Helpful attitude adopted Counseling: The Center for Adoptive Families helps parents and children cope with stresses arising from adoption. It also offers workshops at schools and counsels birth parents.

July 07, 1996|By Ernest F. Imhoff | Ernest F. Imhoff,SUN STAFF

Beyond the normal kid stuff, adopted children can hear especially hurtful questions from other children, causing stress for them and their adoptive or birth parents.

"Why didn't you stay with your real family?" other children may ask. Or, "Why do you look different from your mother?" Or, "Why didn't your real family want you?"

Similarly, some parents say, teachers may unintentionally embarrass adopted children by assigning classes to draw family trees, discuss their ancestors or talk about their earliest memories at home.

Adoption begins a lifelong process, say adoptive parents who run the Center for Adoptive Families, which was formed by a licensed child-placement agency, Adoptions Together Inc. of Baltimore and Kensington. The center helps adoptive and birth parents, schools and children cope with questions and problems stemming from adoption.

Debbie B. Riley, who has a 4-year-old adopted son, is director of the center, which she calls "the only post-adoption education and counseling center in Maryland."

Marilyn Schoettle, the center's assistant director, is the adoptive mother of a son, 11, and daughter, 9, both born in Thailand.

"Adopted children ask, 'Who am I?' " Riley said, "and think about adoption often, especially after the age of 7. They vary in their adjustment. Questions come up most often in schools. Adoptive parents are being asked to care for more and more children. It is critical that families get support.

"There's a whole range of adoption issues everyone should talk about."

A major one involves the "special needs" of certain adopted children, defined by the center as those who are over age 6; are of color; have had or will have siblings; have emotional, physical or learning problems; or are at high risk, such as by being born to mothers with AIDS.

Some special needs adoptions don't work, and the children may be returned, but there is little reliable data on how often this occurs, said Casandra Fallin, program manager for adoption at the state Department of Human Resources. "Far too many of these families suffer because of the dearth of post-adoption help," she said. "We haven't supported them enough.

Help in crises

The center helps fill the need and supplements the work of local social service departments, she said.

In the past nine years, about 10,000 children have been adopted in Maryland, 2,400 of them with special needs, the center said. A year ago, of the 1,851 children listed as legally free to be adopted, 63 percent had special needs.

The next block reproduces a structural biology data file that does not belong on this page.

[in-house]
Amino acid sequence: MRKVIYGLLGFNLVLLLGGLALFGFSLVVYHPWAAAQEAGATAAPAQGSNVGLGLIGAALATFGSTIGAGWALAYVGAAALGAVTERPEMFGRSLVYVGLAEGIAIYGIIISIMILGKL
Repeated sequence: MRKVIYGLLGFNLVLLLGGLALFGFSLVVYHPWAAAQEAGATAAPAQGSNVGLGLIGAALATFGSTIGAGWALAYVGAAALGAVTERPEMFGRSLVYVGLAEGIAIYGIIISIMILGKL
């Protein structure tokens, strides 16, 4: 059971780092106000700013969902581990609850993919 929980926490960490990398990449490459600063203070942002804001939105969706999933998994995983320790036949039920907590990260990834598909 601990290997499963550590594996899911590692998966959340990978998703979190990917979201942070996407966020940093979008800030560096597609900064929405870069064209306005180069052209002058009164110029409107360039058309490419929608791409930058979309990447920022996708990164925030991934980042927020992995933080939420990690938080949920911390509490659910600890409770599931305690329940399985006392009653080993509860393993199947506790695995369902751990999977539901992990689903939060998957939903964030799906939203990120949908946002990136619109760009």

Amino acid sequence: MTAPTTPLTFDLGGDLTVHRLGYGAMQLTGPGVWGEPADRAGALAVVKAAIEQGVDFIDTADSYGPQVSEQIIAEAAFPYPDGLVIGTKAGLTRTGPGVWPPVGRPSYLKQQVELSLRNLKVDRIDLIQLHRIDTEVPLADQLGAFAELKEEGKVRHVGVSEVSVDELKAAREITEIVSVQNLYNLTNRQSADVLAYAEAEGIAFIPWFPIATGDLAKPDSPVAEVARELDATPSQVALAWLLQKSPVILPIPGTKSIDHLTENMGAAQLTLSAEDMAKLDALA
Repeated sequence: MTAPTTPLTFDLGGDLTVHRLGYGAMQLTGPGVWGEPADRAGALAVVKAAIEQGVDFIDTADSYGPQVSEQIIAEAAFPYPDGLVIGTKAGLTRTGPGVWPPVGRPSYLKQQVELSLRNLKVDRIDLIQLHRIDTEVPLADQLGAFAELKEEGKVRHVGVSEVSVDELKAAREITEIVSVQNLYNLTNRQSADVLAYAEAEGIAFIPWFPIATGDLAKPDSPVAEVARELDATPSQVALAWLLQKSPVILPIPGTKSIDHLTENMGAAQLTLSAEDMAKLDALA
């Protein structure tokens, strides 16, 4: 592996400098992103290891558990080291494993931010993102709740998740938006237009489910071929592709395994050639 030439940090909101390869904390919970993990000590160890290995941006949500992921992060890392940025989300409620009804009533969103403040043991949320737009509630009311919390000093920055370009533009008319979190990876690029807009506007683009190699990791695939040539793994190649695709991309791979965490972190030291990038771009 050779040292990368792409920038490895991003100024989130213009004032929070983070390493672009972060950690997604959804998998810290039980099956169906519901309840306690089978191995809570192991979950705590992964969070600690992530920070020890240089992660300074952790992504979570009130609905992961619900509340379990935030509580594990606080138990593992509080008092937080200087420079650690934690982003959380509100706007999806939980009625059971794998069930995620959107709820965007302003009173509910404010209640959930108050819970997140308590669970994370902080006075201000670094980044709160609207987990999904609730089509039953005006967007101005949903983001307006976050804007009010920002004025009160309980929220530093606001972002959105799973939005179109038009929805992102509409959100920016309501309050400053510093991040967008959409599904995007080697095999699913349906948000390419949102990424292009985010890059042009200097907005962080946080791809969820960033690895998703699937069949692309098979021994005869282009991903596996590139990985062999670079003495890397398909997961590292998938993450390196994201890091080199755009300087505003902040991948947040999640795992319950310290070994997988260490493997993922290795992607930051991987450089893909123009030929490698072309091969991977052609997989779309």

In addition, at any given time more than 7,000 children are in foster care in Maryland.

The center helps in crises, several parents said.

Brandon was 3 1/2 when Cindy and Larry Roth of Dundalk adopted him two years ago. Six months later, he had a stroke. The Roths turned to the center for help with the questions that arose from adoption and illness.

"They were the greatest help in the world," said Cindy Roth. "We started coming every two weeks to the center's meetings in the city. Yvonne Harris directs them. Her program was our support group."

Brandon couldn't speak for a while, but he recovered within a year, helped by the center and others. He regained his confidence and has completed kindergarten at Holabird Elementary School.

The Roths, who are in their 40s, married nine years ago. They have older children from previous marriages.

"Adopting Bran has been a real pleasure" said Cindy. "He's an outgoing little bubble. Mr. Sunshine. We told him right away he was adopted. He tells kids he's proud of it because we chose him. And we still go to meetings."

The center helps in other ways, such as by bringing adopted children together. Susan and J. Michael McHugh of Perry Hall adopted Jessica in Louisiana when she was 5 and Owen in

Prince George's County when he was 8. They are now 10 and 13.

"I think it's a wonderful program," Susan McHugh said. "Our children have learned they're not alone when they talked with other adopted children. The program's especially helpful for adolescents. They may have more questions and problems. Smaller kids learn it's not their fault they're adopted."

Many services

The 3-year-old center, the idea of Janice Goldwater, executive director of Adoptions Together, runs two programs, the free Project Succeed, for parents and teachers, and Kids' Connection, at a fee, for children.

Project Succeed offers counseling, meetings every two weeks during the school year, a lending library, informational services and workshops for schools. Four hundred families and 600 educators, mostly in elementary and middle schools, have taken part in various activities in Baltimore and in Baltimore, Montgomery and Prince George's counties.

The services are offered to help parents prevent adoptions from failing. Birth parents are also counseled. Child care is provided during meetings for parents, giving children a chance to share experiences.

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